Sazerac House logo

You must be legal drinking age

New Orleans has a way of celebrating life like no other city — even in death. From jazz funerals to cemeteries that attract tourists, there’s something beautiful about how New Orleans can find joy in some of life’s toughest moments. No time is that more evident than during All Saints’ Day. This November 1 holiday serves as a reminder that New Orleans is a special place for the living and the dead.

The Beginning of All Saints’ Day

Like many things in New Orleans, the French-influenced the inception of All Saints’ Day in the city. Originally known as La Touissant, All Saints’ Day is a traditionally Catholic Holiday where people get together to bid their loved ones farewell as they pass to the other side.

The typical traditions include prayer, whitewashing tombs and leaving personalized mementos, beads or flowers. This allows the deceased loved ones to know they were visited. In some ways, it’s considered a duty of the living to do these things. But the city of New Orleans has always found joy in the ritual — especially as time went on.

A Social Affair

If you get enough people together in New Orleans — no matter what it’s for — they’re bound to turn it into a good time. And that’s exactly what happened with All Saints’ Day. By the 19th century, the holiday became about more than just remembering and celebrating loved ones — it became about celebrating community as well.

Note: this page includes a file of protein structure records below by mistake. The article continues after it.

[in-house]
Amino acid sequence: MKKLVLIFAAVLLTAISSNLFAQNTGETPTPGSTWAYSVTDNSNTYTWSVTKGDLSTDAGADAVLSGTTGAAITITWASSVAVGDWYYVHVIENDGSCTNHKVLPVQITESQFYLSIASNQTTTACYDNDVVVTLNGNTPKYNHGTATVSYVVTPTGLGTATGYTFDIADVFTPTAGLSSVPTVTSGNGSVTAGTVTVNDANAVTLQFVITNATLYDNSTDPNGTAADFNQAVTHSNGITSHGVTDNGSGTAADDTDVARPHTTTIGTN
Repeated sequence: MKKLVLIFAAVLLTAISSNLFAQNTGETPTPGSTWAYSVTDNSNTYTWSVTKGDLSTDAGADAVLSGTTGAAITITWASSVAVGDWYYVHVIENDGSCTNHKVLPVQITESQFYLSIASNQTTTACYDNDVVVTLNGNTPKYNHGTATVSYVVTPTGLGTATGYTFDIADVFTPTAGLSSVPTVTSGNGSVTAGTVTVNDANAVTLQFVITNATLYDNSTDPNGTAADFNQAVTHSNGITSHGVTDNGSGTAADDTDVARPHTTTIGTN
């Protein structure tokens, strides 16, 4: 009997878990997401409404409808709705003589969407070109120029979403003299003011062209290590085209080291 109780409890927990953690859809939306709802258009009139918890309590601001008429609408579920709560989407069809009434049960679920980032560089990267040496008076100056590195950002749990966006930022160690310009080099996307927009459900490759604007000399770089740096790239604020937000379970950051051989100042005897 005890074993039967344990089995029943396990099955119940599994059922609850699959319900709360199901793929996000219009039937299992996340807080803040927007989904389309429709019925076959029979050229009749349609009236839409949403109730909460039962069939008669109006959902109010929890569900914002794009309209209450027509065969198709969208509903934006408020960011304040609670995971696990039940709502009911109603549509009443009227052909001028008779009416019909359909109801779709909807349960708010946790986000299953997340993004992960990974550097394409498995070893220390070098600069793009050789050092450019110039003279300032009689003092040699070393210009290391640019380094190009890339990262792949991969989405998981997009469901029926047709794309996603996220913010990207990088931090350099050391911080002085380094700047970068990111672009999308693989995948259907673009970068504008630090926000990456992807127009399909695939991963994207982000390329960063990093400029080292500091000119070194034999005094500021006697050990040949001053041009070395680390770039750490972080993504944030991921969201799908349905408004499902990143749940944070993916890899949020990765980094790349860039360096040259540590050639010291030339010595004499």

Instead of just bringing flowers and beads, people would pack whole picnics and spend all day at the cemeteries. People ate, drank, played music and danced while passing on stories of their ancestors to the younger generations. So, while the tone of the holiday has changed a bit over the years, the heart of it has always stayed the same.

The Tradition Continues

To this day, All Saints’ Day continues to be a major holiday in New Orleans. You’ll see it in the candlelit cemeteries and feel it in the brass bands playing around town. But other remembrance holidays are celebrated as well, like All Souls’ Day on November 2. Because when you live in a place so rich in culture and history — with a fervent need to celebrate life and loved ones — you’ll find plenty of ways to do just that in New Orleans.


This site is protected by reCAPTCHA and the Google Privacy Policy and Terms of Service apply.

Do Not Sell My Personal Information